Topics Discussed: ambiguous genitalia; congenital adrenal hyperplasia; dysgenetic gonads; female pseudohermaphroditism; genetics and dysmorphology; male pseudohermaphroditism; pseudohermaphroditism; sexual development; urology and nephrology; vacterl syndrome.
Excerpt:"I. Definition. Ambiguous genitalia are present when the sex of an infant is not readily apparent after examination of the external genitalia. If the appearance resembles neither a male with a normal phallus and palpable testes nor a female with an unfused vaginal orifice and absence of an enlarged phallic structure, the genitalia are ambiguous and investigation before gender assignment is indicated. Recent trend has been to refer to these disorders as disorders of sex development because many of the other terms used are considered pejorative by some patients and professionals. New definitions and classifications are also being proposed in this already very complex area. For the purpose of this on-call manual, the embryology and pathophysiology are reviewed as relevant to the initial evaluation and treatment of patients in the neonatal period.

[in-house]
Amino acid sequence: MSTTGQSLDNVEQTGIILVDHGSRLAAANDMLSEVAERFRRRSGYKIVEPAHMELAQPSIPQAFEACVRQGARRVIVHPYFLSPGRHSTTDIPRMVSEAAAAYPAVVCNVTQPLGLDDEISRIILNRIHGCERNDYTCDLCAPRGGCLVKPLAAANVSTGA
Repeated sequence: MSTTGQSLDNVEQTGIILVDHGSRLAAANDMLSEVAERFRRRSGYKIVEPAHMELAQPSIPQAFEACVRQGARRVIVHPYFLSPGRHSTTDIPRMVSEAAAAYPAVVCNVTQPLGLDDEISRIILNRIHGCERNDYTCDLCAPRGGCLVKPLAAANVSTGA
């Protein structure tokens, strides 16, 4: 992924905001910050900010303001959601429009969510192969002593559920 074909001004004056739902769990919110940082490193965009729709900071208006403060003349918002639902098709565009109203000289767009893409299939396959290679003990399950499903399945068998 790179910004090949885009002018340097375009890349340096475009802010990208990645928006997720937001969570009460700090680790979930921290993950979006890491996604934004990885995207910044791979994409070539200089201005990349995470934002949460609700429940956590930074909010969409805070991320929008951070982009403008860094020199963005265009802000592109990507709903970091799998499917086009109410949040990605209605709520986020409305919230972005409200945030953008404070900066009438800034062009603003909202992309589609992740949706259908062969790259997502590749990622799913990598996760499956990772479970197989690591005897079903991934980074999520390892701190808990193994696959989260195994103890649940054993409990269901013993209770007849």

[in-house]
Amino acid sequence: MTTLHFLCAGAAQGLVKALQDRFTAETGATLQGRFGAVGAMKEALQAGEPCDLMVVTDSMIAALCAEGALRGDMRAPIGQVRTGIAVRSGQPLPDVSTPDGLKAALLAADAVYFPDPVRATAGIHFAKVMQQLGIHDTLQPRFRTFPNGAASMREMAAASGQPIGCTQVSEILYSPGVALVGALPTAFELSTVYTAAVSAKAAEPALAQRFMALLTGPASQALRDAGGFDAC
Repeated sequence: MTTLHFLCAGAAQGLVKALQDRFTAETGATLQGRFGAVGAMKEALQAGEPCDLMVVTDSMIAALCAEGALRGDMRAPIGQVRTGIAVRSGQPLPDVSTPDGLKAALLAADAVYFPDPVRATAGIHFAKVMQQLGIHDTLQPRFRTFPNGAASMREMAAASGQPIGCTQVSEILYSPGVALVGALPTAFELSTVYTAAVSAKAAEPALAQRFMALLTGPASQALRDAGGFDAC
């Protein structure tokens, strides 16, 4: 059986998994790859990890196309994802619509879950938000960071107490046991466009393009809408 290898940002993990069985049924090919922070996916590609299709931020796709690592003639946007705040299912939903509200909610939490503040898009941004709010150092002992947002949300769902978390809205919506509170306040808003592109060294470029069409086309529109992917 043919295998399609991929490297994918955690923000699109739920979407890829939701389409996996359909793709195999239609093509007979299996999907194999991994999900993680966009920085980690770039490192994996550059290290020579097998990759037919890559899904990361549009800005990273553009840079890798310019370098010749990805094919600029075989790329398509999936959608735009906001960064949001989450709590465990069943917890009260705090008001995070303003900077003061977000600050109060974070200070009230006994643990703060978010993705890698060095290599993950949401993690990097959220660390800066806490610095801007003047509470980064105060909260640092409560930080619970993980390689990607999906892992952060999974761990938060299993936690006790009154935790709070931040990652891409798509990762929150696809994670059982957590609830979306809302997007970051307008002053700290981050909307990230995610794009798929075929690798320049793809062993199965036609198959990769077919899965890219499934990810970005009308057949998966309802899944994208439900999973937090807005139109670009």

II. Incidence. The quoted incidence of ambiguous genitalia varies according to source and is likely somewhat variable for different ethnic groups; it appears to be approximately 1 in 5000. Congenital adrenal hyperplasia is often considered the most common cause with an incidence quoted from 1 in 14,000 to 1 in 28,000; followed by androgen insensitivity and mixed gonadal dysgenesis. Hypospadias has a frequency of about 1 in 300 births, but only a minority of these patients has a disorder of sex development (usually presenting with hypospadias in combination with cryptorchidism).
III. Embryology. The early fetus,..."
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